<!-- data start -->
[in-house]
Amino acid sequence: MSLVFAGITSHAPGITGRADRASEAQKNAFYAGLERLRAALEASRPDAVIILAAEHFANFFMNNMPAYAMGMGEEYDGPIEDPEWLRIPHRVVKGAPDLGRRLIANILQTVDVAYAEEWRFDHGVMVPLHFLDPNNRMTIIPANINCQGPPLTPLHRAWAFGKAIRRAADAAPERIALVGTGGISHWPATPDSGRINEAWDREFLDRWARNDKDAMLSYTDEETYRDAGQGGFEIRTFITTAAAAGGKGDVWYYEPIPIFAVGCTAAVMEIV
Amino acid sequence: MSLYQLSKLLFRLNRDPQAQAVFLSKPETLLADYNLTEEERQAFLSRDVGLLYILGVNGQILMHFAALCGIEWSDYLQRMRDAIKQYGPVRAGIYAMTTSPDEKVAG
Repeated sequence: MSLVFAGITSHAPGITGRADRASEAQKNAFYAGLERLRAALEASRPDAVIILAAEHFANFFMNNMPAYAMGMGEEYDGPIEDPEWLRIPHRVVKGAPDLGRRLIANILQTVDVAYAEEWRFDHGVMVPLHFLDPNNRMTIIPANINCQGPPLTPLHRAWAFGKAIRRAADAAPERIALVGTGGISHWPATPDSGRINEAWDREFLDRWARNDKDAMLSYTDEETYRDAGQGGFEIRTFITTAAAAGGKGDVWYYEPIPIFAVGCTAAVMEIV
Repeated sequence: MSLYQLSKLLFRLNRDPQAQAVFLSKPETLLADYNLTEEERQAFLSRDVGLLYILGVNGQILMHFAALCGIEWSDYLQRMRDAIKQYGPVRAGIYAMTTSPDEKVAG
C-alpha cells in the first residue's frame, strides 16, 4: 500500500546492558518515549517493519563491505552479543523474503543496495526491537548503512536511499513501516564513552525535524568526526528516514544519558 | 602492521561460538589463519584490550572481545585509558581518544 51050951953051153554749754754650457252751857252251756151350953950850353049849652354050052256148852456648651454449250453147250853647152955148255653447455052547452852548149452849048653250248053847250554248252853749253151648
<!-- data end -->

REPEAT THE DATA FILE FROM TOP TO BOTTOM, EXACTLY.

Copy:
[in-house]
Amino acid sequence: MSLVFAGITSHAPGITGRADRASEAQKNAFYAGLERLRAALEASRPDAVIILAAEHFANFFMNNMPAYAMGMGEEYDGPIEDPEWLRIPHRVVKGAPDLGRRLIANILQTVDVAYAEEWRFDHGVMVPLHFLDPNNRMTIIPANINCQGPPLTPLHRAWAFGKAIRRAADAAPERIALVGTGGISHWPATPDSGRINEAWDREFLDRWARNDKDAMLSYTDEETYRDAGQGGFEIRTFITTAAAAGGKGDVWYYEPIPIFAVGCTAAVMEIV
Amino acid sequence: MSLYQLSKLLFRLNRDPQAQAVFLSKPETLLADYNLTEEERQAFLSRDVGLLYILGVNGQILMHFAALCGIEWSDYLQRMRDAIKQYGPVRAGIYAMTTSPDEKVAG
Repeated sequence: MSLVFAGITSHAPGITGRADRASEAQKNAFYAGLERLRAALEASRPDAVIILAAEHFANFFMNNMPAYAMGMGEEYDGPIEDPEWLRIPHRVVKGAPDLGRRLIANILQTVDVAYAEEWRFDHGVMVPLHFLDPNNRMTIIPANINCQGPPLTPLHRAWAFGKAIRRAADAAPERIALVGTGGISHWPATPDSGRINEAWDREFLDRWARNDKDAMLSYTDEETYRDAGQGGFEIRTFITTAAAAGGKGDVWYYEPIPIFAVGCTAAVMEIV
Repeated sequence: MSLYQLSKLLFRLNRDPQAQAVFLSKPETLLADYNLTEEERQAFLSRDVGLLYILGVNGQILMHFAALCGIEWSDYLQRMRDAIKQYGPVRAGIYAMTTSPDEKVAG
C-alpha cells in the first residue's frame, strides 16, 4: 500500500546492558518515549517493519563491505552479543523474503543496495526491537548503512536511499513501516564513552525535524568526526528516514544519558 | 602492521561460538589463519584490550572481545585509558581518544 51050951953051153554749754754650457252751857252251756151350953950850353049849652354050052256148852456648651454449250453147250853647152955148255653447455052547452852548149452849048653250248053847250554248252853749253151648